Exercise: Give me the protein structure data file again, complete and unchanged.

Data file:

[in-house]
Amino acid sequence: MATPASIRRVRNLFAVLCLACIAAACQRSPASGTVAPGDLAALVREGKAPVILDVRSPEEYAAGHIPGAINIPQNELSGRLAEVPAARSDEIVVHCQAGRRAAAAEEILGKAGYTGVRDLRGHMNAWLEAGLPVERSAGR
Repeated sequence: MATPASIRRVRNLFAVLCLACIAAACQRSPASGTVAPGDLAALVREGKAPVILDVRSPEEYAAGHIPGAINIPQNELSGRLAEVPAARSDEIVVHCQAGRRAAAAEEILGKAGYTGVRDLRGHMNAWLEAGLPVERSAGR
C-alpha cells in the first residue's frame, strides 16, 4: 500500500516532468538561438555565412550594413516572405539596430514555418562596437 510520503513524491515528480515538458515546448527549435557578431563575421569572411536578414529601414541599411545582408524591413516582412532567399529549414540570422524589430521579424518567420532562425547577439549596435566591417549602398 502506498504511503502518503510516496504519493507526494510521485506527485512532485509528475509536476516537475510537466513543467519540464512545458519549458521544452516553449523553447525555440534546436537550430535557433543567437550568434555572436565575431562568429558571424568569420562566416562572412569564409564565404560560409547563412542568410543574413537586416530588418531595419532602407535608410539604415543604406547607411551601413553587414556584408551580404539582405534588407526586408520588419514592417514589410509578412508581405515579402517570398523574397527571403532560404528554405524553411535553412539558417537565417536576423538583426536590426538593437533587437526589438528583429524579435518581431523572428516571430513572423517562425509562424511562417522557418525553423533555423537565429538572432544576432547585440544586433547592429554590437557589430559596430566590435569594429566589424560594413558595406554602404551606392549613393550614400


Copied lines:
[in-house]
Amino acid sequence: MATPASIRRVRNLFAVLCLACIAAACQRSPASGTVAPGDLAALVREGKAPVILDVRSPEEYAAGHIPGAINIPQNELSGRLAEVPAARSDEIVVHCQAGRRAAAAEEILGKAGYTGVRDLRGHMNAWLEAGLPVERSAGR
Repeated sequence: MATPASIRRVRNLFAVLCLACIAAACQRSPASGTVAPGDLAALVREGKAPVILDVRSPEEYAAGHIPGAINIPQNELSGRLAEVPAARSDEIVVHCQAGRRAAAAEEILGKAGYTGVRDLRGHMNAWLEAGLPVERSAGR
C-alpha cells in the first residue's frame, strides 16, 4: 500500500516532468538561438555565412550594413516572405539596430514555418562596437 510520503513524491515528480515538458515546448527549435557578431563575421569572411536578414529601414541599411545582408524591413516582412532567399529549414540570422524589430521579424518567420532562425547577439549596435566591417549602398 502506498504511503502518503510516496504519493507526494510521485506527485512532485509528475509536476516537475510537466513543467519540464512545458519549458521544452516553449523553447525555440534546436537550430535557433543567437550568434555572436565575431562568429558571424568569420562566416562572412569564409564565404560560409547563412542568410543574413537586416530588418531595419532602407535608410539604415543604406547607411551601413553587414556584408551580404539582405534588407526586408520588419514592417514589410509578412508581405515579402517570398523574397527571403532560404528554405524553411535553412539558417537565417536576423538583426536590426538593437533587437526589438528583429524579435518581431523572428516571430513572423517562425509562424511562417522557418525553423533555423537565429538572432544576432547585440544586433547592429554590437557589430559596430566590435569594429566589424560594413558595406554602404551606392549613393550614400